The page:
If Michael Owen thought the naysayers and the lingering negativity that seems to surround his name these days would disappear anytime soon, he’s probably likely to feel somewhat disappointed.
The ex-Liverpool man’s recent announcement regarding his retirement at the end of the season has produced a whole cascade of polarizing evaluations over what has been a career full of ups and downs. But it’s not what’s happened in Owen’s past that seems to be causing moans of discontent upon the wider footballing public, more what’s about to lie in his immediate future.
Because for all the talk of coaching badges and the formation of a management company, it’s a career in punditry that seems to be beckoning for Owen when he hangs up his boots at the end of a season. But far from embracing the former-England striker’s reported deal with the BBC, fans have felt far from enthused at the prospect of seeing Owen joining the Match of the Day line-up.
Indeed, the notion of the Stoke City striker and his dullest tones joining Gary Lineker and the boys on the MOTD sofa has been enough to see the amateur television critics amongst the wider footballing public throw their toys out the pram. But regardless of whether Owen proves a punditry revelation or whether he simply sends us all to sleep, do we simply worry too much about the quality of ex-pros and pundits in the broadcasting domain?
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On the face of it, Owen’s appointment to a BBC punditry team already maligned for it’s bland and uninspiring set-up, resembles something of a parody of the long standing calls to try and breathe new life into English football’s flagship television programme.
After nearly two decades of Alan Hansen and Mark Lawrenson on the sofa, regardless of the questionable quality they bring as pundits, a change in personnel has surely been long overdue now. But it’s when you look at those who have been drafted in since the vaulted Liverpool pair first come to the fore, that you get a good idea as to why the Beeb are yet to find a full-time successor.
Because we’ve been down the route of wheeling out a prestigious, ex-England striker before and the mortifying mediocrity of Alan Shearer’s turn as a pundit is living evidence as to why the public just aren’t buying into the possibility of Owen joining the BBC’s seethingly dull stable of pundits.
To quote legendary Italian manager, Arrigo Sacchi, “you don’t have to have been a horse, to be a jockey.”
Where as Sacchi was of course rightly suggesting that a football manager doesn’t necessarily have to had played the game professionally in order to become a successful manager, the same surely must apply to ex-players tying to lecture us on how the game is played. Playing football and teaching it are two completely different things and Owen’s 40 goals for his country give him no requisite ability to tell us the mechanics of the game in both an entertaining and engaging manner.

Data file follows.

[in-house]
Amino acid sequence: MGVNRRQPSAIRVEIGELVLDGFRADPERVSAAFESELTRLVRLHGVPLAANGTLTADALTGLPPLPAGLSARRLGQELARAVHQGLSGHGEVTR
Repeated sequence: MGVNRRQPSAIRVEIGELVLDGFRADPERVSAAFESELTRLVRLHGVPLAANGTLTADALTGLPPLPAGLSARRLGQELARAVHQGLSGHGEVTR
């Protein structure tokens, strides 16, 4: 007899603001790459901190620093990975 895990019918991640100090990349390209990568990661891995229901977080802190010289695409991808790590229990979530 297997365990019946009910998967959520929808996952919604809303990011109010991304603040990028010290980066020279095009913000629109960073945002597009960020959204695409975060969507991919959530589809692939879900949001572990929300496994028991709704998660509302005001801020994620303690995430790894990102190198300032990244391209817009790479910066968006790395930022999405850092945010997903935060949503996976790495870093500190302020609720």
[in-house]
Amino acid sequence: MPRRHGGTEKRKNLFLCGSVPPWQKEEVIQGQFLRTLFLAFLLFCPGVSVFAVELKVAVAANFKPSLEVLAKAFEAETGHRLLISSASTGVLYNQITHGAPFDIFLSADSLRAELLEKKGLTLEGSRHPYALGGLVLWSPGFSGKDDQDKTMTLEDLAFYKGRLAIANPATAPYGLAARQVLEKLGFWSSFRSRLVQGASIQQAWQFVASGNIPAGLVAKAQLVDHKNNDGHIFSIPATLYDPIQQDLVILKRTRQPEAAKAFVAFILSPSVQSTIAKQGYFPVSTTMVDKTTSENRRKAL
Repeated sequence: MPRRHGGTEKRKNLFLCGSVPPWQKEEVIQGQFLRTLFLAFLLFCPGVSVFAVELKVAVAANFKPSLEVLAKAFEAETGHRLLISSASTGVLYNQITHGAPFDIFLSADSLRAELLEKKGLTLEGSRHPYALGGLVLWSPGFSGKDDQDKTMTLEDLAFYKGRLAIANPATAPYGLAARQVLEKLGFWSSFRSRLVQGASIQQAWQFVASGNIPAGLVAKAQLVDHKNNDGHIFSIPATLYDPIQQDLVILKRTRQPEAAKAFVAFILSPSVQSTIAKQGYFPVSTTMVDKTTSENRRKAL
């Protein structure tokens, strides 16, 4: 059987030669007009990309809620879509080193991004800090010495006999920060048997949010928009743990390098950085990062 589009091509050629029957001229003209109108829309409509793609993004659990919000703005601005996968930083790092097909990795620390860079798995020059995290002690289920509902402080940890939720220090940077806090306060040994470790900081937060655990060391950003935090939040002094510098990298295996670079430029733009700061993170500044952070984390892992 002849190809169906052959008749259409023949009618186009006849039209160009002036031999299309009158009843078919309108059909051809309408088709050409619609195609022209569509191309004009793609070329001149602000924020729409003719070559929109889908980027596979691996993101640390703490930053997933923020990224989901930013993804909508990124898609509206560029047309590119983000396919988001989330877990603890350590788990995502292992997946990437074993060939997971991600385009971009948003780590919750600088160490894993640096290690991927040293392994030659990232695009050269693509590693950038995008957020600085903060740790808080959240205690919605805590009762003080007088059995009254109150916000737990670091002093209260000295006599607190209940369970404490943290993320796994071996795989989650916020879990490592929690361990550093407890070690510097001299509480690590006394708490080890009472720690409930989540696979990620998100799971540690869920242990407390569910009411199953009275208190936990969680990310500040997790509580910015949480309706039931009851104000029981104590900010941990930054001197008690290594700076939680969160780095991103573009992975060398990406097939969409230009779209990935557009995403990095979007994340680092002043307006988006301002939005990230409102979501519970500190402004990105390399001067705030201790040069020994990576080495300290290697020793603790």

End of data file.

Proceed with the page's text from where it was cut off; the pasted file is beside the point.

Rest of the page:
Yet while Owen might not exude the charisma of a Gary Neville furiously gesticulating at his iPad or the menacing glare of a Roy Keane looking ready to maim Adrian Chiles, you can’t but feel that the BBC can’t really win here.
Given the fact the British taxpayer fronts the wages of all involved with the Match of the Day team, the scrutiny that comes with such funding is always likely to be unrelenting. Be it Owen, Neville or Diego Maradona, no one who sits on that sofa every weekend is going to be bulletproof and as a public broadcaster, pundits working for the BBC will always be in for a hell of a lot more heat than those plying their trade for their rivals.
But it’s in that duty as a public broadcaster that we perhaps find why there will always be an Owen working as a pundit, as opposed to a Gary Neville.
Let’s be under no illusions here, the BBC’s remit to serve the wider public as opposed to Sky Sports’ pallet of specialist sports junkies doesn’t excuse the hideous failings in their football coverage and however you frame it, Match of the Day is in dire need of new blood, as much as anything else.
But while their coverage tends to incite the ire of so many footballing puritans, it must also beg the question – what are people exactly expecting from Match of the Day?
Considering the most traditional and everlasting bulk of the critique aimed at the show is that the highlights don’t go on for long enough, there’s only so much space to expand the scope of punditry that currently exists. Could they give us an upgrade on a barely interested Hansen muttering diabolical following every other game? Undoubtedly so, yes, but for those expecting some form of Monday Night Football like technological innovation, it’s just not going to happen.
Match of the Day doesn’t need a Gary Neville masterclass on the historical context of diving, nor does it need a Michael Cox thesis on the tactical discipline of the false nine. All of the above is there to be watched and read on the digital domain at the click of the button if you want it, but just because it’s there, it doesn’t mean it’s right for Match of the Day.
Michael Owen joining the BBC punditry team isn’t an inspiring choice, nor is it one that’s likely to give us much of an upgrade on what we’ve already got. But ultimately, it isn’t the end of the world and although Match of the Day needs to do far more to reinvent itself, until we take it for what it is, we’ll probably never be satisfied.
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